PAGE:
Like NEC 3, NEC 4’s dispute resolution process is dealt with under Option W. There are now 3, rather than 2, options - W1,W2 and W3. W3 is the new option.
Options W1 and W3
W1 and W3 deal with the situation where the United Kingdom Housing Grants Construction and Regeneration Act (the Act) does not apply. That will be the case where for instance the contract is not a construction contract or where the works are not being carried out in England, Wales or Scotland (care should be taken if works are taking place in either Northern Ireland or the Republic of Ireland, both of which have provisions for adjudication).
W1 provides for adjudication outside of the Act and like W2 introduces the concept of Senior Representatives, which are dealt with in this article in relation to Option W2 below.
W2 applies where adjudication under the Act does apply.
NEC4 introduces the concept of Senior Representatives. The idea is that Senior Representatives of the parties meet and attempt to resolve the dispute before there is an adjudication. This applies to both options W1 and W2. So far as option W2 is concerned, NEC does not make it a condition that the Senior Representative route must be followed - it can’t, that would be in breach of the Act which states that a party may refer a dispute to adjudication at any time. The Senior Representatives route is merely an option if the parties agree.
The Senior Representatives for each party are named in the Contract Data. There is provision for two Senior Representatives from each party. This can be problematic in lengthy construction projects. Those named as Senior Representatives may move on. There is nothing obviously within the contract to allow for replacements.
Although NEC does not specify who the representatives should be, they need to be senior enough to have authority to settle while at the same time being sufficiently divorced from the detail of the contract and the dispute so that they can take an objective view.
As stated above, both parties have to agree to a dispute being referred to the Senior Representatives. The party referring the dispute then notifies the Senior Representatives, the other party and the Project Manager. Note it is not enough simply to notify the other party’s Senior Representative, the other party has to be notified as well (presumably at the address stated in the Contract Data.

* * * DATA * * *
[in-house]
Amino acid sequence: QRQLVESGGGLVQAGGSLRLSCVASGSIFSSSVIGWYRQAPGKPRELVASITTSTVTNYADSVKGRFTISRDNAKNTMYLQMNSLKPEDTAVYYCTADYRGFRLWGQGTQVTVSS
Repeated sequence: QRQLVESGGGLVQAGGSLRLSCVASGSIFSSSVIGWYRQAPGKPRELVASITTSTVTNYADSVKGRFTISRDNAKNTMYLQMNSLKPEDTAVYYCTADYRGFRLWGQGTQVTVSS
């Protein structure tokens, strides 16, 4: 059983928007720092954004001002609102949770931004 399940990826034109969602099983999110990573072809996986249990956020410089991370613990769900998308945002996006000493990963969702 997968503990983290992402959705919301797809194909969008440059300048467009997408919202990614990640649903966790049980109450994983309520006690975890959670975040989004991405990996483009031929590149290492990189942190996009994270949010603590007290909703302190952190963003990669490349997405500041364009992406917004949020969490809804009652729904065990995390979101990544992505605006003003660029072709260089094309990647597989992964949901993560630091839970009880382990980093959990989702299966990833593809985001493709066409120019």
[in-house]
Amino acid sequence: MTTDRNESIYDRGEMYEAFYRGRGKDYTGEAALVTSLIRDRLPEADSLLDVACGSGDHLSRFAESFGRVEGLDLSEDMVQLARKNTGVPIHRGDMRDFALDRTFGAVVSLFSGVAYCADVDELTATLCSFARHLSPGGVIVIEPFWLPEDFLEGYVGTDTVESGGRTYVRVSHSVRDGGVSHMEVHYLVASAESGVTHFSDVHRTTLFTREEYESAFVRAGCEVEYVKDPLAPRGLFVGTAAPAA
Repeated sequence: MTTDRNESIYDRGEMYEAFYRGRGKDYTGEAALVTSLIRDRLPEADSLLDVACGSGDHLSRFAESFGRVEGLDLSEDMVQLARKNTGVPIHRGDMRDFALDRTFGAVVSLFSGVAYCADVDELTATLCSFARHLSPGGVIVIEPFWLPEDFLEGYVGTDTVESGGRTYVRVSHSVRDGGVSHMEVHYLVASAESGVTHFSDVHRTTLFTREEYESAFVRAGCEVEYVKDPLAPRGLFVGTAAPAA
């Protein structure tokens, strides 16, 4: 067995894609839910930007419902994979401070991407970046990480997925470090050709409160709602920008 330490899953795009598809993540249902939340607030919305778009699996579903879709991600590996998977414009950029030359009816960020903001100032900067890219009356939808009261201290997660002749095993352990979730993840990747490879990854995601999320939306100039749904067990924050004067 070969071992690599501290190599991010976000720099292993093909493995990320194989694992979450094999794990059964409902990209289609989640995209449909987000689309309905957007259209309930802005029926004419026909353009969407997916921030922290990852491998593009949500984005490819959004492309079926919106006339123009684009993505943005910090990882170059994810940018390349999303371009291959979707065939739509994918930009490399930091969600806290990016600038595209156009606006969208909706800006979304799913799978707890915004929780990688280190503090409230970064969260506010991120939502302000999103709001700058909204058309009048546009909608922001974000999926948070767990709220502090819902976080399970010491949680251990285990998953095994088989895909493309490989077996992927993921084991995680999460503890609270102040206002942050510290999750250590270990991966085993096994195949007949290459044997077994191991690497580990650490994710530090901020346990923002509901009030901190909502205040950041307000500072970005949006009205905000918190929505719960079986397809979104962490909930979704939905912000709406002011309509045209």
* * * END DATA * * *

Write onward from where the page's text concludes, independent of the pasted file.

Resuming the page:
Each party submits to the other their statement of case within one week of the notification.
It is not clear how this will work for a Responding Party. How is the Responding Party supposed to submit its case without knowing exactly what the Referring Party is going to say? This process also gives a Responding Party less time to put its case together than it would get in adjudication. The appeal of the process to a Responding Party (other than where the parties genuinely want to maintain good relations) is likely to be to buy time ahead of an adjudication.
Although NEC does not say so, it is assumed that the submissions of statements of case by each party will be simultaneous. The statements of case are limited to ten sides of A4 together with supporting evidence. This may simply result in parts of the parties' cases being contained within the supporting evidence. The parties are free to agree to reduce or increase the number of pages allowed.
The Senior Representatives have to attend as many meetings and use any procedure they consider necessary to try to resolve the dispute over a period of up to three weeks. There is no provision for extension of this period. This is a very short time period especially as Senior Representatives are likely be busy people.
At the end of the three weeks the Senior Representatives produce a list of issues that are agreed and those that are not agreed. The Project Manager and Contractor put into effect the issues agreed.